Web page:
• The IT department can add the signaling and media servers to firewall allowlists, or
  • The IT department can manage proxies for the signaling and media traffic

Unblocking signaling and media traffic: Allowlists

The simplest way to navigate a restrictive firewall is to add Daily’s signaling and media server infrastructure to the firewall “allowlists” maintained by the organization’s IT department. An allowlist is a list of valid hostnames and IP addresses that the network firewall will allow connections out to, in from, or both.

After Daily’s infrastructure is added to the organization’s allowlists, video calls will work perfectly for users behind the enterprise firewall. We document the domains and IP addresses to add to firewall allowlists here. If you work with customers in highly regulated, security-oriented, industries, we strongly recommend working proactively with your end users’ IT departments to add Daily’s infrastructure to your customers’ allowlists. Our support engineers are always available to help with this.

However, IT department policies in some companies and industries can make it difficult to get approval to add third-party hostnames and IP addresses to allowlists. Depending on the culture of the IT department, it can also be challenging to maintain reliable connectivity using the allowlist approach. To better support environments where allowlists are not an ideal solution, we have launched two new features: self-hosted IP proxy and self-hosted TURN.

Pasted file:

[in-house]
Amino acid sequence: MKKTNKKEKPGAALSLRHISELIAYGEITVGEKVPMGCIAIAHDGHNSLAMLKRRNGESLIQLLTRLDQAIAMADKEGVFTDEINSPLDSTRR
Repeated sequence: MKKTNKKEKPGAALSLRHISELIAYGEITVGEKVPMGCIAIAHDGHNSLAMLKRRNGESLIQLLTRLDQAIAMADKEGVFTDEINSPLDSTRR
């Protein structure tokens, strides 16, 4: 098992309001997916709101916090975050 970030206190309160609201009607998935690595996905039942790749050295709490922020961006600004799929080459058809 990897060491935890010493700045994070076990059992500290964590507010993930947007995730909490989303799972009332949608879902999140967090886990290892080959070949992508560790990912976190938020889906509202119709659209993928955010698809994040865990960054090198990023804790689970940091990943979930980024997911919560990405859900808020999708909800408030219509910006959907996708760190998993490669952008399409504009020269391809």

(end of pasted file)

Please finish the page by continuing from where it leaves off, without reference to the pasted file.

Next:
Daily’s self-hosted IP proxy feature enables you to route Daily's signaling traffic through an HTTP and WebSocket proxy hosted within a corporate network or in your cloud environment. This is particularly beneficial in situations where web proxies are already set up for customers. Daily’s signaling traffic can flow through these existing proxies.

Using our self-hosted IP proxy feature only requires configuring a proxy URL to point at a standard HTTP proxy. After configuring a proxy URL, the connections from the client SDK will route through the proxy instead of attempting to connect directly to Daily. If the proxy is part of the organization’s trusted infrastructure we can expect 100% connectivity rates.

Daily’s self-hosted TURN feature enables you to route video and audio traffic through specific TURN servers instead of through Daily’s distributed global TURN infrastructure. Here, again, if the TURN URLs are properly configured we can expect 100% connectivity rates even for clients behind restrictive firewalls.

For comprehensive instructions and examples, consult our documentation for allowlists, proxy URL, and TURN URLs. You can learn about the Infrastructure add-on, as well as our range of support and enterprise offerings, on our pricing page. Or contact us for hands-on help or to connect with sales. Whether you’re a developer implementing video features or a product owner with responsibility for delivering seamless, reliable video services, we’re here to support you and your team.